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ARCHIVES  Danyliw Seminar 2016

Jesse Driscoll

UC San Diego (US)

Jesse Driscoll (PhD Stanford) is an Assistant Professor of Political Science at the University of California San Diego.  His book Warlords and Coalition Politics in Post-Soviet States, forthcoming from Cambridge University Press, compares processes of state formation in Georgia and Tajikistan since independence.  He has published in the Journal of Survey Statistics and Methodology, Research and Politics, and The Journal of Conflict Resolution.



Comparing the War in Donbas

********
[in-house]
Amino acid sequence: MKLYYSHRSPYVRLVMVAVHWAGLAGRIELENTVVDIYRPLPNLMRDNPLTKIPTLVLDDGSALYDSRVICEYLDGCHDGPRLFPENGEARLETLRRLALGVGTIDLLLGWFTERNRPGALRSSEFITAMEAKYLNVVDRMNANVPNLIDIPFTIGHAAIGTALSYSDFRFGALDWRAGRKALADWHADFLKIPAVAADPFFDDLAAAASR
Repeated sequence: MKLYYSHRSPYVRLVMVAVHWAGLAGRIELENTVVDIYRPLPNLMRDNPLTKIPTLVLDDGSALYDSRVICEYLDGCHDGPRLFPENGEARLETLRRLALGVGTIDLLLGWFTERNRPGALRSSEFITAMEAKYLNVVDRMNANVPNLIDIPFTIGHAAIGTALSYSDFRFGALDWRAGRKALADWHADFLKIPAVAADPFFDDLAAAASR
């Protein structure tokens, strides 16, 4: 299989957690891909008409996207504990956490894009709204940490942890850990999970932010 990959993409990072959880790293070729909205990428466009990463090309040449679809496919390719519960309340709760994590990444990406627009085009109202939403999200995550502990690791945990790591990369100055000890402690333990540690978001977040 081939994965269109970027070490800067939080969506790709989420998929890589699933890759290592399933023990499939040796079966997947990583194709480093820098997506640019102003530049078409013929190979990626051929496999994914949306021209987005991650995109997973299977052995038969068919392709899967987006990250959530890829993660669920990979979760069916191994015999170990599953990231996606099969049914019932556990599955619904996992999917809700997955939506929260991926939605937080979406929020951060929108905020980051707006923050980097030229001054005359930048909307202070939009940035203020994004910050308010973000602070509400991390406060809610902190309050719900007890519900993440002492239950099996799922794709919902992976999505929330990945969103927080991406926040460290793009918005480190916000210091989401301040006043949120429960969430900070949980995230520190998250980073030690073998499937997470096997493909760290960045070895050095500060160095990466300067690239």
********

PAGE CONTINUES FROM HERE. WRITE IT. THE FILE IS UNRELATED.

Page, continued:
In “Thinking A Way Out Of Ukraine’s Civil War,” Jesse Driscoll discusses the structural barriers to a negotiated diplomatic settlement. The civil war in Ukraine has an international component; the Anglophone great powers and Russia both blame the policies of the other for the war. In principle a United Nations Security Council (UNSC) is the best possible forum to resolve these differences of opinion, since agreement in this forum could yield a formal Resolution to authorize the mandate of a United Nations Peacekeeping Operations (UNPKO), but the gridlock has made this impossible. The main sticking point on a resolution, Driscoll argues, is which member of the P-5 will have the mandate to take responsibility for overseeing and coordinating disarmament and reconstruction. This will be difficult because there is both a bargaining problem (between Russia and other member of the P-5 that do not trust Russia) and a buck-passing problem (because no one actually wants to pay the huge costs associated with rebuilding Ukraine's east). Driscoll concludes with the observation that while comparatively few people have died in Ukraine’s civil war,  this may have perverse consequences for conflict resolution. So long as the war in Ukraine’s east is not producing waves of new refugees, it is  easy for the great powers to simply ignore the civilian suffering in Ukraine. Driscoll’s favored solution is French political leadership in the UNSC and the OSCE to provide security guarantees that are acceptable to stakeholders in both Kyiv and Moscow.

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